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This is in substance the quarantine law of the United King- Chapter I dom at the present day. In striking contrast with the old law the exercise of so much of the jurisdiction as is extra-territorial 's strictly confined to three miles from the coast, but applies to foreign as well as to British ships.

cation of the

The limitation of the sphere of operation of these provisions The applito three miles from the coast will lead almost inevitably to the modern law suggestion that this legislation does not exceed the normal rules to the terriof jurisdiction, and therefore is not properly classed with the waters. Hovering Acts.


The law as to the territorial waters has already been touch- [see Part I Chapter III, ed upon, and will be dealt with more fully in a subsequent chap- and Part II ter, but it is necessary here both to repeat and to anticipate some- Chapter V.] what. The assumption of jurisdiction over the territorial waters by the Act of 1878 was specially limited to the criminal law. For all other matters the law remains precisely as it was at the time it was discussed by Cockburn C.J.: that is to say, that jurisdiction does not exist over these waters, but may be assumed and created by Parliament; and that as to the distance seaward, there is no agreement as to how far it should extend, but it does in fact, and may in theory, extend to such a reasonable distance as Parliament considers necessary. Legislation which at the time extended seaward to three miles was treated by the Chief Justice as identical in principle with legislation which extended further, the justification for the one as for the other being the necessity arising in any given case for protection, and the right thereupon arising of passing protective laws. It is therefore submitted that in this respect also, the modern Public Health Acts resemble the Hovering Acts in principle, and stand justified by the same doctrine.


This examination of the common law doctrine of pursuit and of the two statutes exhausts all the authority and illustration which the law of England furnishes us with of a most important doctrine.* But it is suggested that in them there is to be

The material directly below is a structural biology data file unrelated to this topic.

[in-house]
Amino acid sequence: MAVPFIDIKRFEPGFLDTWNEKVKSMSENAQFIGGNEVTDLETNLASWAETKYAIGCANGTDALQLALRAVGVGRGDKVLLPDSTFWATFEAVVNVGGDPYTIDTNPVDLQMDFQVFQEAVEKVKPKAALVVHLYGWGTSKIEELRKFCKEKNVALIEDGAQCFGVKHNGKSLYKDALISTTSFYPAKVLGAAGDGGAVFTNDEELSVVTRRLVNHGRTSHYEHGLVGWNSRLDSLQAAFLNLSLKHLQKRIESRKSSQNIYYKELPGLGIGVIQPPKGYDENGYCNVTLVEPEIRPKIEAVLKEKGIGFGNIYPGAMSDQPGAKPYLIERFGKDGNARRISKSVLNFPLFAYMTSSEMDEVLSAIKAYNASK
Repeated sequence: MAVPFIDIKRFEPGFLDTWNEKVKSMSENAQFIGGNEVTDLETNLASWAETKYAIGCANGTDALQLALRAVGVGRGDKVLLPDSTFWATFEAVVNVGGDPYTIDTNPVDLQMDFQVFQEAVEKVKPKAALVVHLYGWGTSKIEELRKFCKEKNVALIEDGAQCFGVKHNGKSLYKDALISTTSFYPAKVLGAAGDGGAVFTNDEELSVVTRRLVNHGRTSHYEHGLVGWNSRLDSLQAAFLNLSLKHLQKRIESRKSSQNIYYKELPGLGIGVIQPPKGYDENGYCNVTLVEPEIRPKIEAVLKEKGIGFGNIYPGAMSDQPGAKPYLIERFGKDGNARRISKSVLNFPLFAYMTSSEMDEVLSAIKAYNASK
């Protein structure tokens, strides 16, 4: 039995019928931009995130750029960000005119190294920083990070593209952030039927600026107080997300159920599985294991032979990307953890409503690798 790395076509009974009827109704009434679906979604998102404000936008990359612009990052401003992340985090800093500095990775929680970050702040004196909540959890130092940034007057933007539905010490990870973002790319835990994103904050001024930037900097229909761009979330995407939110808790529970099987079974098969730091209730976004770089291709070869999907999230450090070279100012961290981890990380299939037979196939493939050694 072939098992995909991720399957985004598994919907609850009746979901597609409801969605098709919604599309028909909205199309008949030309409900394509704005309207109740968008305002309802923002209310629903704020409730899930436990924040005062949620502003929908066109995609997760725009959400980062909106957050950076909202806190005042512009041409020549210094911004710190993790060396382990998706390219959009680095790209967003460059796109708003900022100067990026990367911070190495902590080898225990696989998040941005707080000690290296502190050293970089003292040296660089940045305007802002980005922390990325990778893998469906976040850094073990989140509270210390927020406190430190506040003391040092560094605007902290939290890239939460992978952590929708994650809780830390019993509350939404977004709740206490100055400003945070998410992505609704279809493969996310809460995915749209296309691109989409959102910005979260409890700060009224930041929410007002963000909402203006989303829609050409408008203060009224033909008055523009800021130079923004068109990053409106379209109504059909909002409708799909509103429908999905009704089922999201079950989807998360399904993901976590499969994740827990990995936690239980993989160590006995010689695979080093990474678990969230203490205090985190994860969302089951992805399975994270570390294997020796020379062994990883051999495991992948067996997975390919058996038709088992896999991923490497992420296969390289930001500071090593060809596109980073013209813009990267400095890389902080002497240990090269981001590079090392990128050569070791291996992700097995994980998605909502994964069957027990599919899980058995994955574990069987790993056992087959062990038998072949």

* The first Hovering Act was the one already referred to, 9 Geo. II. c. 35; and it will not be out of place to note the care with which the revenue was protected from this species of "wicked practice ". Hovering on land was dealt with as well as "hovering at sea": s. 18 providing that persons lurking, waiting or loitering within five miles from the sea-coast, or from any navigable river ", when there was reason

Chapter I found sufficient justification for the following proposition :—A State has the right to take all necessary and reasonable meaSummary of rule as to sures for the protection of its territory and rights, and the prevention of any breach of its laws


sive laws.

Further suggested limitation of the rule.

that for ordinary purposes a zone of moderate width, in practice varying between three and six miles, is recognised as the reasonable and necessary limit in which such measures should be operative: but that for certain special purposes a wider limit is sanctioned-as for the protec‐ tion of fishing: and for the protection of revenue and commerce, in which case a breadth of four leagues is not deemed to be unreasonable.

To this extent the law of peace trespasses on the law of war. In defence of its non-belligerent rights a State assumes to visit, molest, and detain, the offending ships of a friendly State. Such an assumption cannot but provoke adverse criticism; but I think that there is sufficient authority for saying that this right has now passed within the scope of that recognition which lies at the root of the law of nations. In two of the hypothetical cases referred to, rescue of political prisoners and seizure of a vessel going to sea without her clearance, there are clements which might at any moment turn the case into the exercise of a belligerent and not of a peaceful right but until that moment comes the right claimed must be judged from the point of view of peace, not war: and these cases have been examined from that point of view. The limits within which the law must operate to entitle it to recognition have been indicated: but a broader limiting principle may, it is submitted be laid down. A right claimed as a legal right, which is admittedly based on war-right, must be limited by the same fundamental principle as has been adopted by Statesmen to suspect that they were intending to assist in running prohibited or uncustomed goods, were liable to be whipped and kept to hard labour for a period not exceeding one month.